The Problem

| 4 | Fun & Trivia


Arin Hellstroem was an obsessive man, to say the least. This trait had served him well in some endeavors, and in fact had made him fantastically wealthy. But the complication was that, once his mind got wrapped around a problem, it wouldn't let go until it found a solution.

This precipitated a revolution in Arin's life when he began pondering an ancient conundrum. The Problem had long ago lost its allure, and most had given up searching for a solution, choosing instead to focus on practical matters of greater current interest. But one day it came to Arin that the fundamental stumbling block was that all prior researchers had simply lacked the necessary willpower.

So he began the construction of a massive computational laboratory, situated deep beneath the surface of a lonely but particularly stable asteroid. He equipped it with the absolute best in processing technology and stasis fields--for he was determined to be there at the moment of the discovery, no matter how long that might take. He christened the computer "Bobby," started it on its way, and settled himself down for a long sleep.



Arin's eyes began blinking slowly, heavily.

"I wish you would try to wake a little faster," Bobby noted with a touch of impatience.

"So," Arin began slowly, "How long has it been this time?" He'd been getting up for a minute or two every few million years, ever since the figures began heading in an alarming direction.

Bobby paused. "Does it matter?"

Arin shrugged and agreed that it didn't.

"I have good news, and bad news, and terrible news. Which would you like to hear first?"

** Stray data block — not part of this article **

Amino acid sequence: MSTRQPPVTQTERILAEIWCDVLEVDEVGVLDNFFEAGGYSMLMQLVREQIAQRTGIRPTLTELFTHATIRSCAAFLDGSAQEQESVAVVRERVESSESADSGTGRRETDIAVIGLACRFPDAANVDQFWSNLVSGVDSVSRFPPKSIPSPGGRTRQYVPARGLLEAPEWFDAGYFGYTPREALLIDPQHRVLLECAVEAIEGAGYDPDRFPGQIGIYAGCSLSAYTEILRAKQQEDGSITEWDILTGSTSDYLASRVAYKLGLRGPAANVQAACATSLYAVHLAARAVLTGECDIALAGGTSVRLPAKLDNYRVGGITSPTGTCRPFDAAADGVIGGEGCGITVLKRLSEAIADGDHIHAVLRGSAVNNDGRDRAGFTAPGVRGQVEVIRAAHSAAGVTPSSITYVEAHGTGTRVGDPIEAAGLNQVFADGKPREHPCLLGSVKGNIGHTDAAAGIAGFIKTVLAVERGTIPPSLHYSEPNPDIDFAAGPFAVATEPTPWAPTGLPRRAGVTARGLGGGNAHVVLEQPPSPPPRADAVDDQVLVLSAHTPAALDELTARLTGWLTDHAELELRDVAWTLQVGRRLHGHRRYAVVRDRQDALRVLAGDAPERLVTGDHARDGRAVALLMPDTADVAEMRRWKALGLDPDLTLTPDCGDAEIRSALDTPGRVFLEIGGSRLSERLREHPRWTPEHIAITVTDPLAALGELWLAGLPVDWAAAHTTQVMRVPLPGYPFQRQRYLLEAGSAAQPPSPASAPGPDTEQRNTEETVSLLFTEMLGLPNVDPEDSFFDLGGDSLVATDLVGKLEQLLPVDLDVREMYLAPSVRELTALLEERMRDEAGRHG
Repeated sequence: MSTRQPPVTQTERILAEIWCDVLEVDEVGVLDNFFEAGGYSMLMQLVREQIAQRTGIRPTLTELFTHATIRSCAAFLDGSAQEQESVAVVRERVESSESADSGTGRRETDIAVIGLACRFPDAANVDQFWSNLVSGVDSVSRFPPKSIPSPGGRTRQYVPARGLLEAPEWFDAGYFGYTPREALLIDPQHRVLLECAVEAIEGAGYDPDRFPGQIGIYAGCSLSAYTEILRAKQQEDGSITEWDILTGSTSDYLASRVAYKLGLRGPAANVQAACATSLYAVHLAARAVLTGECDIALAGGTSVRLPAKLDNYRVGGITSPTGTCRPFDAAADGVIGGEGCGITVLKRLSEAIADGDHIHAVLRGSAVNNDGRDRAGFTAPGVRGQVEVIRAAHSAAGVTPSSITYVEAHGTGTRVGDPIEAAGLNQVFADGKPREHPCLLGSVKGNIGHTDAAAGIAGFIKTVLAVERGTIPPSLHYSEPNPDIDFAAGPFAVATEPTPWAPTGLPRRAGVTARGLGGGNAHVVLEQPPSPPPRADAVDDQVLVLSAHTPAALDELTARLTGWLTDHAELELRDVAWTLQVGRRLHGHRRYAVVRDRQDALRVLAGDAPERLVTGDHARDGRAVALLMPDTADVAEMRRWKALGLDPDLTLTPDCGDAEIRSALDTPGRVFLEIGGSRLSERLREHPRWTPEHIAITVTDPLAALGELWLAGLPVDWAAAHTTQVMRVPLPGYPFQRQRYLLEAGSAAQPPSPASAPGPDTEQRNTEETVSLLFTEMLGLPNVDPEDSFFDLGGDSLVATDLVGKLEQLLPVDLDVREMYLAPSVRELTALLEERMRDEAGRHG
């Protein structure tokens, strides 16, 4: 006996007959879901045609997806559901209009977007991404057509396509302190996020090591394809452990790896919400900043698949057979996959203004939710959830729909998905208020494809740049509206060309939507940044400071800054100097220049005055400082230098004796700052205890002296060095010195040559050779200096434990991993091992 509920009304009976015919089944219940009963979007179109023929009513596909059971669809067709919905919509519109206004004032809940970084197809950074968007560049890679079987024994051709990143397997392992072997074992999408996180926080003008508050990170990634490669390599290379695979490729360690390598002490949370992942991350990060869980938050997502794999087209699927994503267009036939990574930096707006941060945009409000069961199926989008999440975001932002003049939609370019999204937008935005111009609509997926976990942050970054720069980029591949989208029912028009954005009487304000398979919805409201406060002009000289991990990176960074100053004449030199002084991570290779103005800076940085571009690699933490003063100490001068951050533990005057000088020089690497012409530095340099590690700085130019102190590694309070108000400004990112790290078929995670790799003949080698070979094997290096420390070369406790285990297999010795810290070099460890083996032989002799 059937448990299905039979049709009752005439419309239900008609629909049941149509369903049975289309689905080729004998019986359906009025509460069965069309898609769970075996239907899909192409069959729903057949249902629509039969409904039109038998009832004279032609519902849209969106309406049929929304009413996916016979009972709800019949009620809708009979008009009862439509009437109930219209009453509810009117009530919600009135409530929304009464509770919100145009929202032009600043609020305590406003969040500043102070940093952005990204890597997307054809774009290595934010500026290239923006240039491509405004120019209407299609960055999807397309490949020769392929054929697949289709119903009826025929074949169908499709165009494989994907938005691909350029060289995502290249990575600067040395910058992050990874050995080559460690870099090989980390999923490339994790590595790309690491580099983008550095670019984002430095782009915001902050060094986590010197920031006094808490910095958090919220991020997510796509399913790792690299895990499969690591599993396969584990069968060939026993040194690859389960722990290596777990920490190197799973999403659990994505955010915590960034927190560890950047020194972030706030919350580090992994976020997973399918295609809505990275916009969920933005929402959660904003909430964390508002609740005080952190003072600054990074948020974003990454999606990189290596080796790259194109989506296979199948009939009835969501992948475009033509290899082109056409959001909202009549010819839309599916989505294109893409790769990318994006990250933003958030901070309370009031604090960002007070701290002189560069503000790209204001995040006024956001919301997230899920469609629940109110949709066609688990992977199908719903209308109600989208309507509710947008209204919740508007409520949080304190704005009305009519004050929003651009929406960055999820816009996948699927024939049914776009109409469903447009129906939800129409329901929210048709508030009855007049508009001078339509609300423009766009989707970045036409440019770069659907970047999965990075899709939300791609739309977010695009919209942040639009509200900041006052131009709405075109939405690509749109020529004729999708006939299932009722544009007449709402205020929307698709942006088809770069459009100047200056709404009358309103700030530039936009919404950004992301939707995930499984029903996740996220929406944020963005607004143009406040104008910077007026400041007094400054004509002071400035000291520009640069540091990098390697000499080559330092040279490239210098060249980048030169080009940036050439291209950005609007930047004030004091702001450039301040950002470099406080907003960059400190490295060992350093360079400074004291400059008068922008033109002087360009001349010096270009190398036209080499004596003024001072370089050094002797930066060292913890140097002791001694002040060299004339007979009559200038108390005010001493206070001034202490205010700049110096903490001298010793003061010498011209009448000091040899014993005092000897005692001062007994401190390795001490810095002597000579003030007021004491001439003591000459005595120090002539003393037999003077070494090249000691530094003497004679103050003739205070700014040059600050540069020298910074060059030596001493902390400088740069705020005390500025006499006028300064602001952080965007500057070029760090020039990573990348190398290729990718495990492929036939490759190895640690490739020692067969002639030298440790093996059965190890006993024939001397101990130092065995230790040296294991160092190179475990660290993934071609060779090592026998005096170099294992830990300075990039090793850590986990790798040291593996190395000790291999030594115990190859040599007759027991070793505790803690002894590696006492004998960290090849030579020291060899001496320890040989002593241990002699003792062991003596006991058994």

"I'll shoot for the middle. Give me the bad."

"About 141 million years ago, this asteroid developed a slight eccentricity in its orbit. It was beyond my power to correct, and human civilization had long since collapsed, so I let it be. But it means that in approximately eight minutes, we'll fall into the sun's corona and disintegrate."

Arin dashed to the control panel and found Bobby's estimates to be entirely correct. The last operational visual scanner showed a glaring, ruddy field of view before failing. "The good news," Arin muttered unhopefully, "had better be pretty damn good."

"It is," said Bobby, "I've found a solution meeting your parameters."

This was indeed good news, and Arin's heart leapt at the thought of hearing it. He strode proudly over to the stasis cabinet, opened it, and poured himself a deep glass of whiskey.

"Not a moment too soon, apparently," said Arin. He downed the glass. "Let's have it."

"Well, you see, that's the terrible news." Bobby seemed to be stammering slightly, insofar as it is possible for a computer to stammer. "It seems that the Grob is a forced win for white."

The asteroid boiled away.

More from DimKnight
A Chessic Goodbye

A Chessic Goodbye

King Hunt

King Hunt